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ALGERNON SIDNEY, or SYDNEY, famed as one of the stanchest of modern republicans, came partly of the same stock as the very loyal and poetical Sir Philip Sidney, that ornament of the Elizabethan age. Algernon was the second surviving son of Robert, second Earl of Leicester of that creation, and of his wife Dorothy, eldest daughter of Henry Earl of Northumberland. Neither the place nor the date of his birth is mentioned; but he is supposed to have been born in the year 1621 or 1622, towards the close of the reign of James I., and

VOL. IX.

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it is most probable that Penshurst, in Kent, was his birthplace.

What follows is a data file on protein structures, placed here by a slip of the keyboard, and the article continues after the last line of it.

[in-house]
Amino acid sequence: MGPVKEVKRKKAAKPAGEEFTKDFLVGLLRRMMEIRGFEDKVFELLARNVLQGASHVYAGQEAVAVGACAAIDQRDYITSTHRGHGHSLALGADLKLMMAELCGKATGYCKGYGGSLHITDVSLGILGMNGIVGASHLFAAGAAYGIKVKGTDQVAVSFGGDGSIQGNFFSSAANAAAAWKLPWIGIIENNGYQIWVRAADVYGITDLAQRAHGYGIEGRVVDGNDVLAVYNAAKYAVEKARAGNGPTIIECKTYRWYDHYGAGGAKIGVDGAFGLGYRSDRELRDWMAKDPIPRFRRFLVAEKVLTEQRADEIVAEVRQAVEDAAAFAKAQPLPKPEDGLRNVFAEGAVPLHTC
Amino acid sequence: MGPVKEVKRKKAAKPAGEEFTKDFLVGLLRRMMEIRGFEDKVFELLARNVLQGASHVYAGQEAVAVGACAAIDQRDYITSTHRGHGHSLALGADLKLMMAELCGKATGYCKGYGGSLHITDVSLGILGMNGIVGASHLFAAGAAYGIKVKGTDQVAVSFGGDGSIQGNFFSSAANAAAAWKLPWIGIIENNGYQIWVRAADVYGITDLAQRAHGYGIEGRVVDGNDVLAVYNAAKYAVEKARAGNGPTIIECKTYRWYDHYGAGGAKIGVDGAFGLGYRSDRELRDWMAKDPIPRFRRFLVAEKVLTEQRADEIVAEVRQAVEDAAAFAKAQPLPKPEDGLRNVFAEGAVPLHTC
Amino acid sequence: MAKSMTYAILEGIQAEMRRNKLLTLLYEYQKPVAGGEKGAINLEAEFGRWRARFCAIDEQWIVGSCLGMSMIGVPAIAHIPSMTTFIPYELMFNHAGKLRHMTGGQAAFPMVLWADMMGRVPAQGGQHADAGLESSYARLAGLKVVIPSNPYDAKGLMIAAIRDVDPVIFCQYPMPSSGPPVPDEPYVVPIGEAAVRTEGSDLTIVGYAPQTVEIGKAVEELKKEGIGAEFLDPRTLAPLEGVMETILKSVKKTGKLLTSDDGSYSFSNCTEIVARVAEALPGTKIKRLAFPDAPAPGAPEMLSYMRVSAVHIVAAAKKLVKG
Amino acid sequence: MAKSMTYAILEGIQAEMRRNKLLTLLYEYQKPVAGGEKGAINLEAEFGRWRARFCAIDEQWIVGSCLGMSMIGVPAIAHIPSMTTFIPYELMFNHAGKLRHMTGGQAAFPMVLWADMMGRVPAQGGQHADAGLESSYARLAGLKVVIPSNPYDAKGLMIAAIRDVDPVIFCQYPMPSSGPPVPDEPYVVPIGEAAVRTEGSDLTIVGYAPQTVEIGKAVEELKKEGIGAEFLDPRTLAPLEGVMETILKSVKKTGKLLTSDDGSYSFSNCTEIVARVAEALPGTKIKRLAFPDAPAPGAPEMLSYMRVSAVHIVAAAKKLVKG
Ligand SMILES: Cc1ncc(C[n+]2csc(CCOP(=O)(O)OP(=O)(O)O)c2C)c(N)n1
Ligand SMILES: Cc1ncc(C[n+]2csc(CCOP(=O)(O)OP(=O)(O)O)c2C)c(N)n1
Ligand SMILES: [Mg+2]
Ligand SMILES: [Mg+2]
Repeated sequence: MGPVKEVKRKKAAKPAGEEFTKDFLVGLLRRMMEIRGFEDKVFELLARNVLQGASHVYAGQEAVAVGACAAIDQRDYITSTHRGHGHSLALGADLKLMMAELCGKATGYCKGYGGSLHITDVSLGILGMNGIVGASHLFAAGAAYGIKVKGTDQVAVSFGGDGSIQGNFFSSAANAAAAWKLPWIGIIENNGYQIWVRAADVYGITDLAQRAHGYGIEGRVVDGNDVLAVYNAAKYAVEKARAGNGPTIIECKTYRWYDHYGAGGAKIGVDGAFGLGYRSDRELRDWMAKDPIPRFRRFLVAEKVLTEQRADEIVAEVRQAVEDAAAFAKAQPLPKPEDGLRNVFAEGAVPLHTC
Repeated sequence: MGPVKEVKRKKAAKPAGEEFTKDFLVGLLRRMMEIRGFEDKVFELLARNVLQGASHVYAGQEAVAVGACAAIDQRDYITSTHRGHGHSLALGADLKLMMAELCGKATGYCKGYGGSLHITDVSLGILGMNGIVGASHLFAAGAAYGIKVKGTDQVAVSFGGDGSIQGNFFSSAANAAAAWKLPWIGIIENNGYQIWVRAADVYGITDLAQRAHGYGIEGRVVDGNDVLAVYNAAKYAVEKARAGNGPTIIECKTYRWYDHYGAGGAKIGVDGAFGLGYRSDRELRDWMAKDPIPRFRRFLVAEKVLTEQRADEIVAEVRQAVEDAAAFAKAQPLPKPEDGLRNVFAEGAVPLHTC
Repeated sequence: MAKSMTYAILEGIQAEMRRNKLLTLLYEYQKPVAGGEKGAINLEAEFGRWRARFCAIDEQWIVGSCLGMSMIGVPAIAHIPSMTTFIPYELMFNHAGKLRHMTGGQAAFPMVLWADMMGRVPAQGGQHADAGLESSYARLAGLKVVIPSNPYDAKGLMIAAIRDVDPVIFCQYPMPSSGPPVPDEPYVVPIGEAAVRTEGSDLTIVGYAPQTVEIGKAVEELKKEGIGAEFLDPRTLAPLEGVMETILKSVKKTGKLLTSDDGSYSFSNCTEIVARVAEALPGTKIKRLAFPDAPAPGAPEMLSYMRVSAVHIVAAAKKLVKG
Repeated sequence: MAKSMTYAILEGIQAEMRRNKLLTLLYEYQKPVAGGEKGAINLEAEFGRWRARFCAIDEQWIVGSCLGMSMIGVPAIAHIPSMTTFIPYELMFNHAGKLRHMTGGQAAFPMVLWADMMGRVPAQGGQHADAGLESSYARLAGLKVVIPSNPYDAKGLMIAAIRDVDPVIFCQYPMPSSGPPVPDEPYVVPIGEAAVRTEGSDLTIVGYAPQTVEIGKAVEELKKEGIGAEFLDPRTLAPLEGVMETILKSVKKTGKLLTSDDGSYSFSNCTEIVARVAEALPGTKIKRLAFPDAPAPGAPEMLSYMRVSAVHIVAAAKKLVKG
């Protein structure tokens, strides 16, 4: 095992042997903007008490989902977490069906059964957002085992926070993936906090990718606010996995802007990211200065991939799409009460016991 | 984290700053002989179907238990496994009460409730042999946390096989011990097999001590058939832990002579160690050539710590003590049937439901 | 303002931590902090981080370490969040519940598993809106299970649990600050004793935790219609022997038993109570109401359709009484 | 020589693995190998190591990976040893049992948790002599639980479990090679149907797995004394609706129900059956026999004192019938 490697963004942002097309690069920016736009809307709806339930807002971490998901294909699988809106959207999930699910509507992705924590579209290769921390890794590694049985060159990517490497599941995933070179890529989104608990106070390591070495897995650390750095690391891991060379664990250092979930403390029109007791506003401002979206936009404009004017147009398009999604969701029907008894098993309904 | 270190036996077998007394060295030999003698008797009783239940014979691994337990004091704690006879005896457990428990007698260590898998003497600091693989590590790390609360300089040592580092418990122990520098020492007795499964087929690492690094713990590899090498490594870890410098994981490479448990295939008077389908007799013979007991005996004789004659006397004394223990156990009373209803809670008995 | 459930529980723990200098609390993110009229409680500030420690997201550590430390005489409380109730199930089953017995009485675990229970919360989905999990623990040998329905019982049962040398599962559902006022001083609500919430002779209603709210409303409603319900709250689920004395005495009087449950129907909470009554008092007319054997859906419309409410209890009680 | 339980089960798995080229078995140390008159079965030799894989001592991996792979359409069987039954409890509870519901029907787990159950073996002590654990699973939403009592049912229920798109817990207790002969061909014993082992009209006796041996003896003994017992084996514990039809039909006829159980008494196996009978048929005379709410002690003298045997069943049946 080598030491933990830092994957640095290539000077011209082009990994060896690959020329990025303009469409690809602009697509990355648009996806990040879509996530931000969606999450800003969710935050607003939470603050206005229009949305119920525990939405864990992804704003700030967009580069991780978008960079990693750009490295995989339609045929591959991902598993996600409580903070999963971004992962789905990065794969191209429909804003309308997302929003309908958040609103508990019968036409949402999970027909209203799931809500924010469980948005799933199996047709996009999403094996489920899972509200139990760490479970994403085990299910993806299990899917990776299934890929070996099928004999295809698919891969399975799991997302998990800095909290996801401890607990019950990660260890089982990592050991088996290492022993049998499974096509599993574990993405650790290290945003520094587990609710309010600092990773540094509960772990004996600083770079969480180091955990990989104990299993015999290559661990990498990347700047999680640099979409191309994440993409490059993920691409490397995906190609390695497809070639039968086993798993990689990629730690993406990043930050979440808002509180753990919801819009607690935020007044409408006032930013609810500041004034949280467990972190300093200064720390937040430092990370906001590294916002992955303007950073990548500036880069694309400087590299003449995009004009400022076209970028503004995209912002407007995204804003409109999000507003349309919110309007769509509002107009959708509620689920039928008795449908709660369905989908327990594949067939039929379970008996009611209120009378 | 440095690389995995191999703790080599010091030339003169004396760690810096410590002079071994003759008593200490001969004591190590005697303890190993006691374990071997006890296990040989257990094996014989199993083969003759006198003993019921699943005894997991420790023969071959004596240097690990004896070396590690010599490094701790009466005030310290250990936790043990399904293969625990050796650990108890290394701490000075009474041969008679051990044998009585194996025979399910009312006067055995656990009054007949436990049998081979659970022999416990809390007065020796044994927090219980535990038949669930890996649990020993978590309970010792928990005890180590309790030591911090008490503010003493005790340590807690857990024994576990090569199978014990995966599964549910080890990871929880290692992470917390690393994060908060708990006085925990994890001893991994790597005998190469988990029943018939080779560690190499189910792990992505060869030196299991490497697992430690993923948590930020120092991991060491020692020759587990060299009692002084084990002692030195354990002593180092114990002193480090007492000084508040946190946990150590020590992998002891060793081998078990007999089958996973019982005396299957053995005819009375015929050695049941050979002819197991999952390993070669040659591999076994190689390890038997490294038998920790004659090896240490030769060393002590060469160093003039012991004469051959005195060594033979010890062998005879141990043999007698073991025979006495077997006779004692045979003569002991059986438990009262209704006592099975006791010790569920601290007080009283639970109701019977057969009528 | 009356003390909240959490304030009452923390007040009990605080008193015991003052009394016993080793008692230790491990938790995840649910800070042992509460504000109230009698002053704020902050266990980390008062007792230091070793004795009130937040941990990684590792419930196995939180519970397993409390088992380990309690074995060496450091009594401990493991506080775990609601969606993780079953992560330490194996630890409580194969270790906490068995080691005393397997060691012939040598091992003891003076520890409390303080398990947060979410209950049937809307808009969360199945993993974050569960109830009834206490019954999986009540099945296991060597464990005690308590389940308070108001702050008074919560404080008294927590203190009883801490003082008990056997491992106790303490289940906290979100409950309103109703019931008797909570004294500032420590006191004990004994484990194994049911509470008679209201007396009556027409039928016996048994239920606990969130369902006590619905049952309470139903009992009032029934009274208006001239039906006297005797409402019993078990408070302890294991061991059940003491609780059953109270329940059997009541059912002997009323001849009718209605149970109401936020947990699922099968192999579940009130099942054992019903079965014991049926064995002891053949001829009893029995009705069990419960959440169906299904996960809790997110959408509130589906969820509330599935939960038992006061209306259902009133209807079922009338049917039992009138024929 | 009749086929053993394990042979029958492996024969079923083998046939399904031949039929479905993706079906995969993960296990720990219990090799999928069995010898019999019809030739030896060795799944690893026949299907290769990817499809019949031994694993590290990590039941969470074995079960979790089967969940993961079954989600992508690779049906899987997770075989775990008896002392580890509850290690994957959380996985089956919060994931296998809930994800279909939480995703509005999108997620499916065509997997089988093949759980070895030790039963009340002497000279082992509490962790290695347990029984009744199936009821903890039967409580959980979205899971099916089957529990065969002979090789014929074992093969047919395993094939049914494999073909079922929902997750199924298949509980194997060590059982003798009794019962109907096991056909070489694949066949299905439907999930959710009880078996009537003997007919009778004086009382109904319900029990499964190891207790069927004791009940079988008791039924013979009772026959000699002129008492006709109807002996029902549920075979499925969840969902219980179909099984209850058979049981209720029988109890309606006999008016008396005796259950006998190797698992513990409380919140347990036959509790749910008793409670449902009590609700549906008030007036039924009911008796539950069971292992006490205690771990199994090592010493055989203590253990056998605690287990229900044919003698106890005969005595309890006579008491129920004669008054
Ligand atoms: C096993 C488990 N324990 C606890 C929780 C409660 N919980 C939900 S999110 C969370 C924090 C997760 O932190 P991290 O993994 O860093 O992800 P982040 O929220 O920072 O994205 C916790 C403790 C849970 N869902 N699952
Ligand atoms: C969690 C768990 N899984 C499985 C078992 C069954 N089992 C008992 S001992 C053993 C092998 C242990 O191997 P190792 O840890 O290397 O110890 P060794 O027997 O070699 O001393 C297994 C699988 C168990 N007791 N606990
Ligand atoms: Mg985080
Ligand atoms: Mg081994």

When his father, the Earl of Leicester, in 1632, went as ambassador from Charles I. to the court of Denmark, he took his young son Algernon with him; and four years after he likewise accompanied his father on his embassy to France. By this early residence in foreign countries he must have acquired that facility of learning languages for which he was somewhat distinguished among his contemporaries. But of his education very little is known. It is probable that, during his residence in Paris, he frequented the French schools and colleges, or was placed by his father under French masters. Although constitutional liberty had almost entirely disappeared in France, and the government of that country had been converted into a most absolute monarchy, there was a latent, abstract love of republican institutions #among many of the French professors (albeit ecclesiastics) and men of letters, and the great commonwealths and republican heroes of antiquity were, almost exclusively, proposed as the studies and models of youths. This continued to obtain down to the outbreak of the great French Revolution in 1789; and many of the lamentable errors, blunders, and crimes of that Revolution, are to be clearly and directly traced to a blind and passionate imitation of the sternest Republicans of Greece and Rome, whose deeds were, in part, repugnant to the religious faith and feelings of modern society, and in good part misunderstood by their professed imitators. No doubt, this admiration for the ancient forms of republican government was, among the French-as also in the greater part of Italy,-all the stronger from the despotically monarchic character of their own institutions, and all the blinder, more passionate, and unreasoning from their long and total exclusion from practical self-government, and from their consequent want of acquaintance with the real workings of an actually free or representative government. The languages of Greece and Rome absorbed the attention of the youths of England perhaps even more than that of the young students of France, and

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